Jenna Jordan , “Why Terrorist Groups Survive Decapitation Strikes,” International Security, Vol. 38, No. 4 (Spring 2014), pp. 7–38,

Gregoire Chamayou, A Theory of the Drone, The  New Press, 2015

Richard Whittle, Predator: The Secret Origins of the Drone Revolution. Henry Holt & Co., 2014

Andrew Cockburn, Kill Chain: The Rise of the High-Tech Assassins, Henry Holt & Co., 2015

Jeremy Scahill et al., The Drone Papers.  https://theintercept.com/drone-papers

Creech AFB Drone Center Near Last Vegas Focus of Graphic Commercials on CNN, ESPN & other Networks This Week

Spots Plead with Drone Pilots to 'Refuse to Fly'

LAS VEGAS, NV– Disturbing images of children killed and mutilated by U.S. drones are shown in graphic and controversial television commercials that begin airing in Las Vegas on Monday/Oct. 26 on CNN, MSNBC, ESPN  and other cable networks.

The spots are airing in conjunction with 14 trials starting Monday in Las Vegas of anti-drone demonstrators arrested last March at protests at Creech AFB. The trials begin at 1 p.m. this Monday, Tuesday and Wednesday.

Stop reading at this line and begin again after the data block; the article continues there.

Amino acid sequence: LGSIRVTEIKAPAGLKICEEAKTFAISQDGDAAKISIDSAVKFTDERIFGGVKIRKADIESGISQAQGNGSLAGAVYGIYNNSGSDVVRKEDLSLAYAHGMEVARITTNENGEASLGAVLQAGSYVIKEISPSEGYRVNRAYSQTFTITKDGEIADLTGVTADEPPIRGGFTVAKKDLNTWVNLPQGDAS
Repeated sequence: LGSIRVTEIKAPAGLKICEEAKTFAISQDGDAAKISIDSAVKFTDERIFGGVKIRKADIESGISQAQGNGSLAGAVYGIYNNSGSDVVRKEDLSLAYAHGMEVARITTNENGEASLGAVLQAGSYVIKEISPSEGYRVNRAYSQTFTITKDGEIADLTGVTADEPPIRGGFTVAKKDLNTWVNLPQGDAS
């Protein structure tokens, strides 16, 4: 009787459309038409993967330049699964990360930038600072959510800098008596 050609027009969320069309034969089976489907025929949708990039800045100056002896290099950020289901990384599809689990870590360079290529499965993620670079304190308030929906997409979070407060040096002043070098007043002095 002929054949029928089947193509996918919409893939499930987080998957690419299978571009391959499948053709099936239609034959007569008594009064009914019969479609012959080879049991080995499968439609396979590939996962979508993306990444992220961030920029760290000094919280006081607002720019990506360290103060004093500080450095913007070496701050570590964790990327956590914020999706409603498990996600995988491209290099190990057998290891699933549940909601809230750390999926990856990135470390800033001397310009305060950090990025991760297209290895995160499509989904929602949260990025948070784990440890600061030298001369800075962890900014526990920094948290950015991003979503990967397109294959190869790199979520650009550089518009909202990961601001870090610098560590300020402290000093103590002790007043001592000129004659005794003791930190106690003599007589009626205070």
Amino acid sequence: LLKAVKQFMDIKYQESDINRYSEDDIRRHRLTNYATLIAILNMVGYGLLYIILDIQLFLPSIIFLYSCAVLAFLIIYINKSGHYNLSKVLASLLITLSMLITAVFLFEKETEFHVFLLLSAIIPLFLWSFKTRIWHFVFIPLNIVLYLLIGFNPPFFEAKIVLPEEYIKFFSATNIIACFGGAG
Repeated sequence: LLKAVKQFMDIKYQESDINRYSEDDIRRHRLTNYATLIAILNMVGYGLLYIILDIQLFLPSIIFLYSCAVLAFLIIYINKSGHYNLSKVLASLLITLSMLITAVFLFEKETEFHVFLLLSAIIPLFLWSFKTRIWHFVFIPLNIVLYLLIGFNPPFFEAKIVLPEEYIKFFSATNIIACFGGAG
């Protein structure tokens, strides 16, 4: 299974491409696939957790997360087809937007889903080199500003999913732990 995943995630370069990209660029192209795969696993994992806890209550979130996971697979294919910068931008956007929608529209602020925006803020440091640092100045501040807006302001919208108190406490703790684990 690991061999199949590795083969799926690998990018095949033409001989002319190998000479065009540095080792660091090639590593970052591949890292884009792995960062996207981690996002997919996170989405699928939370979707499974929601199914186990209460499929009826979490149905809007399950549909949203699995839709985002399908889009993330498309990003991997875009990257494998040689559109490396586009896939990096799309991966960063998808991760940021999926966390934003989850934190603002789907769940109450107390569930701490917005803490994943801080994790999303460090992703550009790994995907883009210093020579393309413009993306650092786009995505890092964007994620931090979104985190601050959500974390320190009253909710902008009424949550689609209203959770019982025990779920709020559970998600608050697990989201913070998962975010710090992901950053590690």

Additionally, this week, a series of protests at Creech AFB's drone center – the major drone operating and training facility in the nation – will be held all this week by CodePink and other people opposed to the U.S. drone program.

The commercials can be seen here: http://youtu.be/dP4vYOUDjQ8

Sponsored by KnowDrones.com, the spots also ran last February and March in Las Vegas – it was the first time any anti-drones advertising had appeared on U.S. television. Since then, the spots have run near drone operation centers from California to New York.

The 15-second commercial shows an image from a drone operations video screen, an explosion, civilians searching through rubble after the drone attack, a Hellfire missile loaded onto a drone and images of children killed and mutilated by the attack.

On-screen text charges "Drone Killing Violates Law and Morality," and then ends with a plea for "Drone Pilots. Please Refuse to Fly. No one has to obey an immoral law."

The television spot's appeal to pilots to "Refuse to Fly" is aimed at Creech AFB drone pilots, sensor operators, support personnel and their families as well as the general public. 

"We produced this spot to make the point as powerfully as possible that drone killing is horrifying, illegal and immoral," said Nick Mottern, coordinator of KnowDrones.com.

Bernie Drones and Bernie Volunteers

The "senior digital organizer" of Bernie Sanders for President volunteers Aidan King, has this to say: